Professor Nigel Harris installed as UG’s ninth Chancellor

Professor Eon Nigel Harris was yesterday officially installed as the ninth Chancellor of the University of Guyana (UG) with government expressing hope that his presence there would see the establishment of a Petroleum Engineering faculty on campus.

“Now with Professor Nigel Harris as Chancellor of the University of Guyana I think that faculty is coming close to home as we now see our dream of becoming an oil and gas producing country, we are seeing the potential on the horizon, that we will in fact become an oil and gas state,” Prime Minister Moses Nagamootoo, who spoke on behalf of government, told attendees at the installation ceremony for Harris yesterday.

The Prime Minister was reflecting on a conversation he had some time ago with Campus Principal of the University of the West Indies (UWI), St. Augustine, Professor Clement Sankat, who had told him that Guyana should be cooperating with UWI to open a faculty of Petroleum Engineering in Guyana.

“So it will be a great demand for this university to produce its own force of petroleum, environmental, disaster…intelligentsia that would service the new industry,” Nagamootoo asserted. A former member of the University of Guyana’s council, he reiterated government’s commitment to the development of the tertiary institution, saying that they remain optimistic that the university will overcome its trials and contribute to addressing the country’s socio-economic needs.

Chancellor of the University of Guyana, Professor Nigel Harris after accepting the Chancellor’s mace.
Chancellor of the University of Guyana, Professor Nigel Harris after accepting the Chancellor’s mace.

Meantime, Professor Harris, who is a former Vice Chancellor of UG, emphasised the need for finances for the institution as he believes that it is a major catalyst for holistic development and transformation.

“We must ensure that urgent, aggressive measures … be taken to implement as many regulations as possible…without appropriate financing the university cannot, I emphasise the word cannot, achieve the transformation necessary to lift our level to serve our country’s future leaders in a rapidly evolving world,” Professor Harris declared even as agreement, signaled by the nodding of heads and applause, emanated, especially from staff in the audience.

Harris informed that the 31-member Task Force that was established to transform the University has also pointed to the need for additional financing for the university.

“The task force realised, however, that the university cannot rely solely on government subvention. The task force recommended an increase in tuition fees over time, making sure that students who could not afford to pay can get access,” he said.

Earlier this year, Harris had emphasised the importance of financing to sustain higher standards at the institution. At the time, he had noted that nowhere in the world is a competitive university financed solely by the government through subventions or grants.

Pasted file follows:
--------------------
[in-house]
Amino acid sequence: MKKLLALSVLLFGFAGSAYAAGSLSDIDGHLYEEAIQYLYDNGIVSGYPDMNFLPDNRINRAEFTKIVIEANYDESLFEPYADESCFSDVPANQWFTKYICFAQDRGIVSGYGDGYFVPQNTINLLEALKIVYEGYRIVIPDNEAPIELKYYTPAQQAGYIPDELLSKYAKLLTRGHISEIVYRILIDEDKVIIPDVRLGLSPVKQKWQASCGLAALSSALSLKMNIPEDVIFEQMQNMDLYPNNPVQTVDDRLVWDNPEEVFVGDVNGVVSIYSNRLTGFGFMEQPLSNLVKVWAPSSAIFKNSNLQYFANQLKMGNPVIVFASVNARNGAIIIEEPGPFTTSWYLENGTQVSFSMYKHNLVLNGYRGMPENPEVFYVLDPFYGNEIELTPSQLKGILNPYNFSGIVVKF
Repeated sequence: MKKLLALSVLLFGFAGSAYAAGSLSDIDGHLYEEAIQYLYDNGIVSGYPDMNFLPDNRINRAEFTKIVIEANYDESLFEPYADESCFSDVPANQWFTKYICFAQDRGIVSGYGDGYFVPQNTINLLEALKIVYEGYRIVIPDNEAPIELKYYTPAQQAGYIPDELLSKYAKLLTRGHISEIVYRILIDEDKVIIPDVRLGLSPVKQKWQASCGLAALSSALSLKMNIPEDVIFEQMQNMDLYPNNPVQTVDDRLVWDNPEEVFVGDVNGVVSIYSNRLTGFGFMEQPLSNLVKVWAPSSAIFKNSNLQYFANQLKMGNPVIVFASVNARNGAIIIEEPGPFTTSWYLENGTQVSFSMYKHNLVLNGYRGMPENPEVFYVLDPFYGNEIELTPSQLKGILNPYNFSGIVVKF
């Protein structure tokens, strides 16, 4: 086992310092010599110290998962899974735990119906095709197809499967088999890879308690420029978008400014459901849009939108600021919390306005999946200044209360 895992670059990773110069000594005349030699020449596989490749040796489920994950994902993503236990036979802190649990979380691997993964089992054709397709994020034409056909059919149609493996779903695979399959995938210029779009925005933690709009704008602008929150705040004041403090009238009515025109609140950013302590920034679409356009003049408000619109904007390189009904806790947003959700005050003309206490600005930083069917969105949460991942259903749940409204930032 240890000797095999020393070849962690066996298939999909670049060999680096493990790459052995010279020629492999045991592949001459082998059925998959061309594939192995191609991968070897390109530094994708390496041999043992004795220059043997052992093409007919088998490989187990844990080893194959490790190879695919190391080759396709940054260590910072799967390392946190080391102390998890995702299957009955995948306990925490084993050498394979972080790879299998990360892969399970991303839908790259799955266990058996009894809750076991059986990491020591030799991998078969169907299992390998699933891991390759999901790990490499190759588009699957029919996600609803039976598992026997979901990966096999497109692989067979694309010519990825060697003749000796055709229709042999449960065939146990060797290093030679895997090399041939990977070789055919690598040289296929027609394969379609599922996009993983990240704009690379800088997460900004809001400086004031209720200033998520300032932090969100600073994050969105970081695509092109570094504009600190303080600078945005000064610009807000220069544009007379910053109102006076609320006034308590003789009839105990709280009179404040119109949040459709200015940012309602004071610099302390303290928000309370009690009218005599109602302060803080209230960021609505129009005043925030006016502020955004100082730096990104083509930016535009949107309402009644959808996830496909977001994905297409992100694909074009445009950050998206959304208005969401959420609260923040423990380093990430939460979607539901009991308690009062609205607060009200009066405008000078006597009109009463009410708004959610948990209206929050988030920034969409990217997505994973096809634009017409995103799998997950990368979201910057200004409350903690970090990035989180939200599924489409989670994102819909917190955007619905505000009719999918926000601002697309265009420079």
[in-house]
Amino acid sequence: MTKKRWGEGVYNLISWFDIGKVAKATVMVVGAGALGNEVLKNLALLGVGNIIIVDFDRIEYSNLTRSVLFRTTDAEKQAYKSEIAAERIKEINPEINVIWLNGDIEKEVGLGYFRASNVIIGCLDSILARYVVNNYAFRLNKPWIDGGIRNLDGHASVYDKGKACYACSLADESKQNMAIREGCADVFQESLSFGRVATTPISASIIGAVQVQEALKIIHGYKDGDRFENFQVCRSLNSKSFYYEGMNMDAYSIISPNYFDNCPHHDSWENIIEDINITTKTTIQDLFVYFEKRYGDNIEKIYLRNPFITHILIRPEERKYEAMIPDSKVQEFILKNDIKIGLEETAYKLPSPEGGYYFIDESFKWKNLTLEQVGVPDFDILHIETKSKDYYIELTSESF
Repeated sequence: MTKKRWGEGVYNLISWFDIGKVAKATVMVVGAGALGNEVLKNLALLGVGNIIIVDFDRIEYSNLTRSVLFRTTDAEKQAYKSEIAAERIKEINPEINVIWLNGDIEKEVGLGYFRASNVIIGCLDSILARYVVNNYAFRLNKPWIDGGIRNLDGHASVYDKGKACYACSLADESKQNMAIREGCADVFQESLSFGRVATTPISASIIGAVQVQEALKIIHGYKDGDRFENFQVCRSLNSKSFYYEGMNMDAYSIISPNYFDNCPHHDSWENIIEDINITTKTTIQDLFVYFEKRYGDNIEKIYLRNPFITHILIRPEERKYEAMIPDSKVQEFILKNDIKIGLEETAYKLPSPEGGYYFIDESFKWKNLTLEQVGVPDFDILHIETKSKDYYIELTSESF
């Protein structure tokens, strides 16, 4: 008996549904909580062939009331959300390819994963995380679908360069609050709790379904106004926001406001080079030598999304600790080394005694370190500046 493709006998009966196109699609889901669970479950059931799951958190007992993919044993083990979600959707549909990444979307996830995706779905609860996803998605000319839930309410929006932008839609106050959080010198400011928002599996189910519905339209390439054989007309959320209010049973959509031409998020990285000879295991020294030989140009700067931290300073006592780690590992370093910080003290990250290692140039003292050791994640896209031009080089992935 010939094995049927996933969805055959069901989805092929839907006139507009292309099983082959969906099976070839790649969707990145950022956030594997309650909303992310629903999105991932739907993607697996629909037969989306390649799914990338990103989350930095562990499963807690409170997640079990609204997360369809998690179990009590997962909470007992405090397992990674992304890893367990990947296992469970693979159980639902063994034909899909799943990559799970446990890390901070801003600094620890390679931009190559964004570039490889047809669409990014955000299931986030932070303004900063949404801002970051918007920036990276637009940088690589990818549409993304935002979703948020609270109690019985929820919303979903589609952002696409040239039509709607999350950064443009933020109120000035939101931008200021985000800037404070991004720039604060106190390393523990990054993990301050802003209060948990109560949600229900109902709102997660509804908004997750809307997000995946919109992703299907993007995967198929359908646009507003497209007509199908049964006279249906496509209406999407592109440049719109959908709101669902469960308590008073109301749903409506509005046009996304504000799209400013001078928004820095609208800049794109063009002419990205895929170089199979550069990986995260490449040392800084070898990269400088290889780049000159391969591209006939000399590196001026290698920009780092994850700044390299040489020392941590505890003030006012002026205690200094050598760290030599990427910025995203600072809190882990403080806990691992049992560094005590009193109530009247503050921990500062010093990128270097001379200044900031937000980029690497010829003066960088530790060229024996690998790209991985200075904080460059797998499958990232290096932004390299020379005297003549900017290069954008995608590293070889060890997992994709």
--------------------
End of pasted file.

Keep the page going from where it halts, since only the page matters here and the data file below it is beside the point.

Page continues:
“That alone will not be sufficient to carry the functioning of the institution,” he said, adding that it is necessary therefore for there to be larger involvement and it may require “government making policy changes to enable access to funding or them having conversations with international agencies.” He stressed too that the private sector, which benefits from the university, will be expected to play a role as will civil society and the diaspora.

Yesterday, the new Chancellor listed measures recommended by the task force and emphasised the need to also mobilise society in an endeavour to do something about the financing and to sustain that effort.

“A contribution from the lotto fund, enhancement of corporate philanthropy and tax rebates for corporations that contribute, building relationships with foreign universities so that they may be able to access funding opportunities from international donors, a contribution of $1USD to all outgoing and incoming passengers,” he suggested.

Several well-wishers including Pro Chancellor and People’s Progressive Party executive Bibi Shadick, the Chancellors of UWI’s Mona and Cave Hill campuses as well as the University of Guyana Students Society brought greetings to a man they  described as experienced, brilliant  honourable, illustrious and fair.

Greetings also poured in for Harris from many international universities and colleges.

Harris related that it was Minister of Education Dr Rupert Roopnaraine who had asked him to take up the post, saying that while he had envisioned his retirement from UWI to be spent in his St Lucia home “relaxing on the verandah,” he just could not refuse. This is so because he believes that not only is it an honour for him to serve the land of his birth in the capacity of Chancellor but it is his way of giving back to the country he benefitted from in his early years.

Harris has held many leadership positions, including his most recent post as Vice-Chancellor of the University of West Indies (October 1, 2004 to April 30, 2015); President of the Association of Caribbean Universities and Research Institutes (UNICA) from 2012 to 2015, and Chair-man of the Association of Commonwealth Universities for a two-year term (2011-2013). He is internationally known for his work as a Rheumatologist

Professor E Nigel Harris
Professor E Nigel Harris

 

 

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